But recorded history is inherently incomplete. It is never full or whole. It is a construct conceived by individuals who, through processes of research, study, and scholarship, are, in the end, fabricating a story. The act of historicizing is, at best, abstract—it’s an interpretation which incorporates montage, simplification, omission, linearity, and outright invention as strategies for facilitating comprehension and resolution. In actuality, there are countless histories, limitless information, and endless occurrences. Human experience is multifarious, infinite, and constant. To capture everything would be impossible. So, the historian picks and chooses, eliminates and excludes to create a digestible and coherent storyline.

These decisions of representation, of who and what is acknowledged or forgotten, are often defined by limitations—of proximity, of understanding, of access, of resources, and of accountability. They are driven by the shortcomings of the storyteller, by their deficits and biases both cultural and personal, conscious and subconscious. No individual is absolute in their capacity or free from the constraints of their cultural perception. Think for a moment of the massive untruths that have, within various points in history, been regarded as fact. Imagine how these falsehoods have impacted the perceptions of the historians and educators who have acted as the record keepers of their time and, in turn, compromised the choices that they have made. What’s more, these judgments of who and what is worthy of visibility have been executed within a system that is anything but neutral. Western capitalism is rooted in competition, dominance, manipulation, and violence. Acts of omission and distortion are often implemented in alignment with the values of this system and are seldom inconsequential. If we acknowledge that, within this system, representation is a key factor of legitimacy, and, in turn, legitimacy is a key factor in determining economic, social, and political significance, it is clear how exclusion can directly translate into inequity, discrimination, and cultural transgression. Through this lens, the seemingly innocuous act of editing or curating has the potential to re-frame the canonization of historical subjects and events into transactions of propaganda and oppression.

When confronting history, how do we account for such unideal and problematic circumstances? How do we separate fact from fiction? How do we differentiate between truth and marketing? History must be approached with an acknowledgment of its boundaries and received with an anticipation of its limitations. No matter how valid an historic account is, we must never forget that there is always another story.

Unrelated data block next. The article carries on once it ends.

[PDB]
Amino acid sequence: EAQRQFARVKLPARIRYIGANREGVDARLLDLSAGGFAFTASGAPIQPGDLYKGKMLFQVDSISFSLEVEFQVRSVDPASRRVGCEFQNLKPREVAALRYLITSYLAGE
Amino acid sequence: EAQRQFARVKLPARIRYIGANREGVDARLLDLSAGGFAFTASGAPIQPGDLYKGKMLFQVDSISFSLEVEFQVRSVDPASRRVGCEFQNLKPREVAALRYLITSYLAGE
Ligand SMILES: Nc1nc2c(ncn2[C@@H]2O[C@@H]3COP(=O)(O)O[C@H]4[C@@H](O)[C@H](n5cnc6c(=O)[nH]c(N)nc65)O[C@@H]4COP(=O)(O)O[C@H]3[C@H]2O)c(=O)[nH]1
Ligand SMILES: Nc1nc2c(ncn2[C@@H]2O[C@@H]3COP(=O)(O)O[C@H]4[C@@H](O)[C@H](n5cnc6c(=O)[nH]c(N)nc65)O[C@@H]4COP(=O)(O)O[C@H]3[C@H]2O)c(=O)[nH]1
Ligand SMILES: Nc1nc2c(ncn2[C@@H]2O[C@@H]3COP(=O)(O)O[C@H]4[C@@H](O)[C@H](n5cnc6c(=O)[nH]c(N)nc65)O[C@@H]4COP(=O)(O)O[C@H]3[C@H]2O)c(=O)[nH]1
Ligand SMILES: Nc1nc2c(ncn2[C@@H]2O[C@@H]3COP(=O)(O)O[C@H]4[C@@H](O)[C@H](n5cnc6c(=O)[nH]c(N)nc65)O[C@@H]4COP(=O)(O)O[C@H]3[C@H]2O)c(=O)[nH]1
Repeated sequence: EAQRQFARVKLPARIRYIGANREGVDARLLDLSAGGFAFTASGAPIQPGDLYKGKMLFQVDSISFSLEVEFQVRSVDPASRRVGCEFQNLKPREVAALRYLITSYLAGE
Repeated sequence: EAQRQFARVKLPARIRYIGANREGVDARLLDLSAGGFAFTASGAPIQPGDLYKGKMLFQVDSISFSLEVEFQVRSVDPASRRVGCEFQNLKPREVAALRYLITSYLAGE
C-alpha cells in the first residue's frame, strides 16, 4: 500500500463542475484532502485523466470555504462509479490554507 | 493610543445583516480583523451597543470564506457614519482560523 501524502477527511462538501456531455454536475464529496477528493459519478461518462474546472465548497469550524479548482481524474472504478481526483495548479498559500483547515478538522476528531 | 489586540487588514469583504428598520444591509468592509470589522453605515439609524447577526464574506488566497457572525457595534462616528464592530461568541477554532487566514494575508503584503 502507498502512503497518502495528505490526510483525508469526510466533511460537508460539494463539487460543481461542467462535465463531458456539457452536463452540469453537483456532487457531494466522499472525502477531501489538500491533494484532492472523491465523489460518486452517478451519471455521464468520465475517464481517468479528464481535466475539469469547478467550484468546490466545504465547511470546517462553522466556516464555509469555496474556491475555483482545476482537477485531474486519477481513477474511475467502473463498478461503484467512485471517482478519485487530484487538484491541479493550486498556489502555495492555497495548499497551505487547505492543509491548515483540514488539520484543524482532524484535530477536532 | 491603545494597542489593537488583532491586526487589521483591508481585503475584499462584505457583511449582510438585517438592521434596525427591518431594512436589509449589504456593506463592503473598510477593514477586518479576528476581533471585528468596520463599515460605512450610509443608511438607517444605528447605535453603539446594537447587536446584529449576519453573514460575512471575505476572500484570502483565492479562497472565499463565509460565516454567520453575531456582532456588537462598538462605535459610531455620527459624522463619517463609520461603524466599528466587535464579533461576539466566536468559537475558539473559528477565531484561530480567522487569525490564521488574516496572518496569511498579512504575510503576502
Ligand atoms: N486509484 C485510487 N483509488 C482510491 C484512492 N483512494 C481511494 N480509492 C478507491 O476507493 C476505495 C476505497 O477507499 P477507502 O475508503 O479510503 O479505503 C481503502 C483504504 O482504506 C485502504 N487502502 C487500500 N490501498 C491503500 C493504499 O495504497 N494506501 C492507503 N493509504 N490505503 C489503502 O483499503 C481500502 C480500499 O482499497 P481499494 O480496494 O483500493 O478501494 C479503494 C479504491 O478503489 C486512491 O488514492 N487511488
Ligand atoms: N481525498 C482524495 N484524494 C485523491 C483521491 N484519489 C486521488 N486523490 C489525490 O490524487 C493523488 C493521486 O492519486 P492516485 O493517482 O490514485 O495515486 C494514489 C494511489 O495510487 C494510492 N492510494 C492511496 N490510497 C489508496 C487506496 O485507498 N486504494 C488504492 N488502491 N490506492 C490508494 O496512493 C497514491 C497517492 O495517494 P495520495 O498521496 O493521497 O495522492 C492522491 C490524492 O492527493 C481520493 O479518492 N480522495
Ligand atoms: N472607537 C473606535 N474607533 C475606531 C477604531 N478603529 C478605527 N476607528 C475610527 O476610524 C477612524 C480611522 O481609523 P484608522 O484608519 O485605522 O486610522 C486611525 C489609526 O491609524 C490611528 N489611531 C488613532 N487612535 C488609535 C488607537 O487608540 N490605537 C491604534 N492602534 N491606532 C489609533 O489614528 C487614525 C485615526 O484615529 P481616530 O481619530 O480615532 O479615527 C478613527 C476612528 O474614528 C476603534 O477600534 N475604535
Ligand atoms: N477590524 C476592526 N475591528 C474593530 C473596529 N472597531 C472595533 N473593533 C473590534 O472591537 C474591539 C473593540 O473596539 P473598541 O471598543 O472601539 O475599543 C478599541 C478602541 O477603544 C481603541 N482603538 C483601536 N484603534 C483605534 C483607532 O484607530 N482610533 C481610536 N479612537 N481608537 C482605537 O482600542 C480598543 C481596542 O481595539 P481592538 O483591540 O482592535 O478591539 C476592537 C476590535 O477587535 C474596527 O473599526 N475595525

The role of recorded history is powerful, specifically in the field of art and design. The singular contributions that are memorialized through representation— included in a book or taught within a curriculum—establish and promote specific standards of legitimacy, talent, beauty, value, and relevance. Celebrated individuals and their accompanying works become models for present and future endeavor. But these past examples are contextual at best—their elevated positions are most often the result of advantageous positions within a particular system at a particular moment in time. Designers who are most commonly celebrated are by no means representative of the full spectrum of experience or perspectives. The ones who are left out are far from insignificant. The majority of the practitioners who have contributed to the legacy of visual communication are and will remain anonymous. We will never see their contributions or learn about their experiences. Yet, it is this collective body that is the true force that moves our field forward.

By focusing on the role of designers as luminaries and by putting singular works on pedestals, not only do we get an incomplete picture of design, but we also lose sight of what’s truly important—our current experience. Past works are most useful, not as objects of reverence, but as tools to critically examine the values, beliefs, and processes that informed their production. Instead of focusing on individuals, let’s focus on the collective. Instead of canonizing singular works, let’s investigate the systems within which these works were made.

Time is not linear; existence is not singular. The information included in the Design Histories curriculum in no way promotes or legitimizes any one single experience, approach, movement, or body of work, rather, the intent is to create a space to question our current experiences for the sake of understanding how we connect to the many versions of the past, present, and future that exist.